Orphée [1950)

The philosopher has very little advantage.

Because the model and reality do not match up.

One-to-one.

And the oaf stands strictly no chance.

To understand mythology transposed onto plagiarism.

In the ancient world, it was the opposite of a crime.

Get the story right.  Same with medieval scribes.

There was no author.  There was only the story.  And perfect copies.

And perhaps the occasional illumination.

The glass of water that lights the world.

It’s Cary Grant.

Something about sitting in a bowl of milk.

Impossible to tune out the bourse.

Always the radio, but never the gloves.

Mirrors, or course.

Ravel.  Versailles.  Quite proximate.

But the erudition must lead somewhere.

And it does.

Heurtebise must look on.

He must spectate.

A strange sort of unrequited love.

Like the Watchers.  Breeding Nephilim.

It’s not all Elysian fields here.

It’s Nazi death.  and Death.

Stylometry squelches outliers only through aggregative loss of dimensionality.

Whew!

I need a drink after that one 🙂

But I don’t drink.

Death doesn’t drink.

Oh, to work for Death.

Taking orders.

Reporting.

Reprimanded.

The greatest transgression in this profession?  Love.

For love seeks to reverse the natural order.

Not even necessary to go as deep as Hell.

A mere gravedigger can get the picture.

Olfactory.  Not the new one.

Pre-Industrial Revolution.

You remember, right?

The English Revolution 🙂

Oh, wait…no, that never happened.

Not yet.

Happy Birthday Betty, you old hag!

We worship you down at MI6.

That’s not the royal “we” nor even a meaningful “we”.

It’s a disembodied imagination.

Remote viewing, if you must.

From beyond the dead.  Jean Cocteau.  One of the greatest film directors ever.

Because he was a complete creator.

Squiggle graphs like Miró.

Joan was a man.  Of ark.

And Georges is just one guy in France.  In America he is two fellows.  Two chaps in U.K.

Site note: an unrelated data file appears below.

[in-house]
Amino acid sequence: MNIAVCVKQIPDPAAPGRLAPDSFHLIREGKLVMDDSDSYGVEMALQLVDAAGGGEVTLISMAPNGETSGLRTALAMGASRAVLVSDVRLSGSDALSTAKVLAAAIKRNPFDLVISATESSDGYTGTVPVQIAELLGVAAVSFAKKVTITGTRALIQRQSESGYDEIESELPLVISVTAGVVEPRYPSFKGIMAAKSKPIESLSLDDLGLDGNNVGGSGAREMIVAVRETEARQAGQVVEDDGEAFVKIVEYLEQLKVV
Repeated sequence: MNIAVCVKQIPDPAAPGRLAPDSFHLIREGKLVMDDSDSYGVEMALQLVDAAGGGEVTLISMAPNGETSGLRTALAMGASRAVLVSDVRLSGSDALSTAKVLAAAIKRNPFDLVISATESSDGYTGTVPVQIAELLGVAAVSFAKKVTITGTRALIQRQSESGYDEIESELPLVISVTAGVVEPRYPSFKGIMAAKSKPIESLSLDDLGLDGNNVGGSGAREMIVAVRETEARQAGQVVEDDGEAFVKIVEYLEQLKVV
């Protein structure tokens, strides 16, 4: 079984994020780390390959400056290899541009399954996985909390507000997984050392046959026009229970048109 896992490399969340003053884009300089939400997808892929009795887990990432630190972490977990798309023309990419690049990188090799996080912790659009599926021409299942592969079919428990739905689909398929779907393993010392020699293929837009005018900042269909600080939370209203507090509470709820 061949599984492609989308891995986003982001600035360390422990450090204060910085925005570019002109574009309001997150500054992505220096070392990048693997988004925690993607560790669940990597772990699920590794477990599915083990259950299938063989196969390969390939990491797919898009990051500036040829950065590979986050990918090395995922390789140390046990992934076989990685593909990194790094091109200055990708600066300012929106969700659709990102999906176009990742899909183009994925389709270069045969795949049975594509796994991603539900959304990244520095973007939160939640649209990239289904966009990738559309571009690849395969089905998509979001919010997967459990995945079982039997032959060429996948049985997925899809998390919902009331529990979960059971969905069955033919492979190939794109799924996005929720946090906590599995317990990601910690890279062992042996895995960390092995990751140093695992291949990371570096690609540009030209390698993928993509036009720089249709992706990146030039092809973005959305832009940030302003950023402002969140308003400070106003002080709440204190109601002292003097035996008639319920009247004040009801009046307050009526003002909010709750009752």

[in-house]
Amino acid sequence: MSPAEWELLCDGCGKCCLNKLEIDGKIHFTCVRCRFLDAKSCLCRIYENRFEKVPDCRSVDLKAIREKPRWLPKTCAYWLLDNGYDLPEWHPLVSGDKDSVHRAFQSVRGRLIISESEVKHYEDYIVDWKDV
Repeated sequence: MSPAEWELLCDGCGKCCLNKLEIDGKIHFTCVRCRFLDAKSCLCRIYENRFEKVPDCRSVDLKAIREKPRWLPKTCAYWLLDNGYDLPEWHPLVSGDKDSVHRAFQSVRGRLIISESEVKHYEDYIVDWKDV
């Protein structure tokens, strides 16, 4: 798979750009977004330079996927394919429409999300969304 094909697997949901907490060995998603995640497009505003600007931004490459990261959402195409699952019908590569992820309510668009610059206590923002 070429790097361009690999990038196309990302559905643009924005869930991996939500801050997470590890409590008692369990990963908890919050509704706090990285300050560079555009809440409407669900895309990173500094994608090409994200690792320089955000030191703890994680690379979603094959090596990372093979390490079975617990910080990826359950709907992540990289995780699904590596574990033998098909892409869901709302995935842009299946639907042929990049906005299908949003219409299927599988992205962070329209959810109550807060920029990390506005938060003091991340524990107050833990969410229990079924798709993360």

George 1 and George 2, making Georges.

Georges Bizet.

And I must mention the composer of Orphée.  Georges Auric.

One of Les Six.  Satie’s bunch.

Not to be confused with The Five (Могучая кучка).  Cui’s quint.

Mere king to Balakirev’s ace.

And so you are condemned to extend metaphors throughout all eternity.

Long, ridiculous connections.

Until at last you are free.

And whether it is a table of Inquisitors or Nazis, you can do good and receive the ultimate punishment.

You might feel compelled to do good.

In that tiny particle is the answer which we seek.

Invisible, but tactile.

Almost a splinter.

A proof of a beyond.

 

-PD

Prenom Carmen [1983)

If Jean-Luc Godard had never made another film after 1983, this one would have been his best ever.  It is that good.  But perhaps you doubt?  Let me tell you why I believe this to be the case.

This may have been the film where Godard really nailed down his mature style.  Really, there is no putting a date on such things.  He has continued to progress to the current day.

But let us focus on a few salient elements.

Beethoven.

The sea.

One might expect a French (Swiss) director to pick Debussy and call the elements connected (we refer here to the orchestral piece La Mer).  But Godard was always very analytical.  And so Beethoven is a more natural choice.

But what Beethoven?  Which Beethoven?  It is the string quartets.

Must it be?  It must be.  It must be.

Godard began (continued?) to make films more like a composer than a movie director.

The art film genre allowed him to do this.  And in many ways he formed and shaped this genre from the beginning.

To call art films a genre is generally not in keeping with standard film criticism practice.

But I don’t care.

If it helps to call it a genre here, then so be it.

But does it help?

It makes no difference (as Rick Danko sang).

But let us not neglect the ocean…the sea.

“I salute you, old ocean,” as Lautreamont said in Maldoror.

Indeed, Godard has some of that proto-Dadaist perversion in this movie.  Perverse, as opposed to perverted.  Both.

What is remarkable beyond Beethoven and the sea is Godard as an actor.

That’s right, Godard himself plays a prominent role as (what else?) himself.

It is really a caricature of himself.  Or is it?

To wit, Godard plays a director who has gone crazy.

Early on we see him in an insane asylum.